The West

Students from junior, middle and senior school at Aquinas College will now have to wear heats for UV protection. Picture: Dione Davidson/The West Australian

One of Perth's most prestigious boys' schools has made hats mandatory for its senior students, sparking calls from the Cancer Council WA for other high schools to follow suit.

The "no hat, no play" rule has been in place in primary schools for years, but Aquinas College is one of the first schools to make hats compulsory for secondary students while they are on school grounds.

Current Year 12 students at the Salter Point school have been spared having to wear the navy broad-brimmed headwear, but all students will wear hats during terms one and four from next year.

Deputy headmaster Frank Norton, who led the push for compulsory hats, said they had launched a skin cancer education campaign at the school before making students wear hats from the start of this month.

Mr Norton said there had been little resistance to the move and encouraged other schools to introduce similar policies.

"It has been easy here," Mr Norton said.

"It's a single-sex school.

"It's not a fashion parade. One in every two Australians has some issue with skin cancer at some time in their life. That's a bullet that's hard to dodge.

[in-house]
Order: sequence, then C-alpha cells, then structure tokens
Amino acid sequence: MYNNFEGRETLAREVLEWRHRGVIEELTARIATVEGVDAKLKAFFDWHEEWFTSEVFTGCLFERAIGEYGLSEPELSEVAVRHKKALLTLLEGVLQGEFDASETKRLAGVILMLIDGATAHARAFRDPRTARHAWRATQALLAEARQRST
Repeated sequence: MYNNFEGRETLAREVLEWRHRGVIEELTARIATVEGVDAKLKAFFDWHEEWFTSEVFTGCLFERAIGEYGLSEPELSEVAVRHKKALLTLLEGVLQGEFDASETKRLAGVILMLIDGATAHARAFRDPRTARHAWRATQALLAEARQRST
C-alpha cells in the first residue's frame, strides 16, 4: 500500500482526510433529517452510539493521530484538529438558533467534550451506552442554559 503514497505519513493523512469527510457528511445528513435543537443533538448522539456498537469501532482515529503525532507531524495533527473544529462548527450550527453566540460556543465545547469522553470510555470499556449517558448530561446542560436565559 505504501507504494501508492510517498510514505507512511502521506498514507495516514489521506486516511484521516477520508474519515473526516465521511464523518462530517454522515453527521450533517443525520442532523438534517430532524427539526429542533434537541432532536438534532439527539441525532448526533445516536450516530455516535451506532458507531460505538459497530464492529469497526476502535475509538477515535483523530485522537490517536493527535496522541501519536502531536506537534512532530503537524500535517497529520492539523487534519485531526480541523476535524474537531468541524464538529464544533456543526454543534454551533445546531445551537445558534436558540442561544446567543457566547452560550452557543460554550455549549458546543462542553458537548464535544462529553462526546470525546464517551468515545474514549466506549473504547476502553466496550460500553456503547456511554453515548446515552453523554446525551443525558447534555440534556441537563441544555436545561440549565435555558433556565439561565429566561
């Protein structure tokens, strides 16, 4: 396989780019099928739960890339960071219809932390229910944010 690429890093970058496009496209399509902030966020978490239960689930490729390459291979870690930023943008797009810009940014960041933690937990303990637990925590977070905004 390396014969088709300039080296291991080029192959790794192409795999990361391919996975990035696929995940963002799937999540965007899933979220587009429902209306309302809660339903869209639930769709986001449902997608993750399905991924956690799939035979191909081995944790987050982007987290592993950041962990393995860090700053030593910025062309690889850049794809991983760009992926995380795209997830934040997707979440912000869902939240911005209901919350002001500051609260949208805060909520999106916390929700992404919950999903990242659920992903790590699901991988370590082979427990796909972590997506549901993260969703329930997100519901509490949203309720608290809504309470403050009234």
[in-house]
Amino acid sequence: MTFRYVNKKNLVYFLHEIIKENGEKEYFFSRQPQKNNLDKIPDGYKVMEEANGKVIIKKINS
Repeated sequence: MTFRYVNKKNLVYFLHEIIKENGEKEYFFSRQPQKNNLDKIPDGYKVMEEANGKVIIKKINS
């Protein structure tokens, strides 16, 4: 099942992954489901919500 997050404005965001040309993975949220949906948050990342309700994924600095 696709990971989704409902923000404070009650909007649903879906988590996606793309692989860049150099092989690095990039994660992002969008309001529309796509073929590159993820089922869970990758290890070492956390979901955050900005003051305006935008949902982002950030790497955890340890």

"Our motivation is all about the wellbeing of the boys."

Year 11 student Will Ross, 16, said many students had not welcomed the change at first, but they later accepted that the hats protected them from the sun and everybody had to wear them.

"It took people a couple of weeks and we got used to it," Will said.

Kaine Latta, 16, said he knew how important sun protection was because his father had suffered from skin cancer.

Cancer Council WA SunSmart manager Kerry O'Hare said students at all high schools in Perth should be encouraged to wear hats because of the high UV level for most of the year.

Ms O'Hare said that it was disappointing the valuable lessons in sun safety children learnt during their primary school years were often not followed through in high school.

"They are at school during peak UV times," Ms O'Hare said.

"As with any change it takes time to settle in, but ultimately what they are doing is protecting their kids and reducing their risk of developing skin cancer later in life."

The West Australian

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